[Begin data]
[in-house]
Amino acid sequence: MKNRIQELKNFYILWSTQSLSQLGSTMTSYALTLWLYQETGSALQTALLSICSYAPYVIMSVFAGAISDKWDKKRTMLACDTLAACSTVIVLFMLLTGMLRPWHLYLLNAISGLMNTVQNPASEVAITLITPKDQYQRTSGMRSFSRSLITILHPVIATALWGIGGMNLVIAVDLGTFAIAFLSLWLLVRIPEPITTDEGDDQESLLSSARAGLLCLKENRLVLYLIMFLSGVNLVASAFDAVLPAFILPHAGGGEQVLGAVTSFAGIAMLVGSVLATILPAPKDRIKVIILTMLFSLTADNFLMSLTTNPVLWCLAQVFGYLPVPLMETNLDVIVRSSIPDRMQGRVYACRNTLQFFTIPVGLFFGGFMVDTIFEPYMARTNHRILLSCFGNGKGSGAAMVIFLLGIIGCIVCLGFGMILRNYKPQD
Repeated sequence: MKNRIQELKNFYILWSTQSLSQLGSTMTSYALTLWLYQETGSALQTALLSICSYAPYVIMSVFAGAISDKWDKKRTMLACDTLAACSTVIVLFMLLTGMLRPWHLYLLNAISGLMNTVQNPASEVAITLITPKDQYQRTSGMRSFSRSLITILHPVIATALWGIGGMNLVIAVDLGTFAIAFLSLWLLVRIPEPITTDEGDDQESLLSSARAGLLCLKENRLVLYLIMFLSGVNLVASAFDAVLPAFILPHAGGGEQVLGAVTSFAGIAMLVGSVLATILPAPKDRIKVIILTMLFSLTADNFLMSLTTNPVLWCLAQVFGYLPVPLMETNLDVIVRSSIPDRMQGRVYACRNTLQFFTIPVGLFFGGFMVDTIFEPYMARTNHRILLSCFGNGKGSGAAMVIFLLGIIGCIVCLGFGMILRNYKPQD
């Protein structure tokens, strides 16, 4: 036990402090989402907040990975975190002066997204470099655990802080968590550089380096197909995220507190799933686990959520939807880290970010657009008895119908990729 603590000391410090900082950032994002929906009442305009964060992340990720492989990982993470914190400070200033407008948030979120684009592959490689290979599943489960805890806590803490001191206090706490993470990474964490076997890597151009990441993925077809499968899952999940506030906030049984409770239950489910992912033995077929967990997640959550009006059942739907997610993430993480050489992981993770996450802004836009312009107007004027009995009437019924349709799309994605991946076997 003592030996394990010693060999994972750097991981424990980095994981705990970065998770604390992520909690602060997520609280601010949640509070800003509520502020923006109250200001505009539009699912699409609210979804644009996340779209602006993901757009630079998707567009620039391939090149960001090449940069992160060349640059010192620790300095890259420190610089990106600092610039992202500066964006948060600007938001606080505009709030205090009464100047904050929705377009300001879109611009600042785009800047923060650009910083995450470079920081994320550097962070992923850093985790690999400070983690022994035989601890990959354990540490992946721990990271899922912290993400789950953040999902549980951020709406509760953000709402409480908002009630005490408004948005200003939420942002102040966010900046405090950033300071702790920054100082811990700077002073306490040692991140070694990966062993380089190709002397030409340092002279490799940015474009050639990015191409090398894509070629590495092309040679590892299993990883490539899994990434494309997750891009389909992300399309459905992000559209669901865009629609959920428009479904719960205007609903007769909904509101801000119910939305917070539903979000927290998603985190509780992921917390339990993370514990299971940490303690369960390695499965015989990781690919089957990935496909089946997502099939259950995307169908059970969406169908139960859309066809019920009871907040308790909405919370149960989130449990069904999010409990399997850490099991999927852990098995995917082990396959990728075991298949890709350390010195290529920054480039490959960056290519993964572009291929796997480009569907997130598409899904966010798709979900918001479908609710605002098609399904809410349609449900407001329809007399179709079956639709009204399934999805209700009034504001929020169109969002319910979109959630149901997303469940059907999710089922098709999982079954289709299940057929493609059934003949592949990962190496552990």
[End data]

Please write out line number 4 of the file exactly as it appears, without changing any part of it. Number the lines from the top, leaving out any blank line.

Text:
């Protein structure tokens, strides 16, 4: 036990402090989402907040990975975190002066997204470099655990802080968590550089380096197909995220507190799933686990959520939807880290970010657009008895119908990729 603590000391410090900082950032994002929906009442305009964060992340990720492989990982993470914190400070200033407008948030979120684009592959490689290979599943489960805890806590803490001191206090706490993470990474964490076997890597151009990441993925077809499968899952999940506030906030049984409770239950489910992912033995077929967990997640959550009006059942739907997610993430993480050489992981993770996450802004836009312009107007004027009995009437019924349709799309994605991946076997 003592030996394990010693060999994972750097991981424990980095994981705990970065998770604390992520909690602060997520609280601010949640509070800003509520502020923006109250200001505009539009699912699409609210979804644009996340779209602006993901757009630079998707567009620039391939090149960001090449940069992160060349640059010192620790300095890259420190610089990106600092610039992202500066964006948060600007938001606080505009709030205090009464100047904050929705377009300001879109611009600042785009800047923060650009910083995450470079920081994320550097962070992923850093985790690999400070983690022994035989601890990959354990540490992946721990990271899922912290993400789950953040999902549980951020709406509760953000709402409480908002009630005490408004948005200003939420942002102040966010900046405090950033300071702790920054100082811990700077002073306490040692991140070694990966062993380089190709002397030409340092002279490799940015474009050639990015191409090398894509070629590495092309040679590892299993990883490539899994990434494309997750891009389909992300399309459905992000559209669901865009629609959920428009479904719960205007609903007769909904509101801000119910939305917070539903979000927290998603985190509780992921917390339990993370514990299971940490303690369960390695499965015989990781690919089957990935496909089946997502099939259950995307169908059970969406169908139960859309066809019920009871907040308790909405919370149960989130449990069904999010409990399997850490099991999927852990098995995917082990396959990728075991298949890709350390010195290529920054480039490959960056290519993964572009291929796997480009569907997130598409899904966010798709979900918001479908609710605002098609399904809410349609449900407001329809007399179709079956639709009204399934999805209700009034504001929020169109969002319910979109959630149901997303469940059907999710089922098709999982079954289709299940057929493609059934003949592949990962190496552990």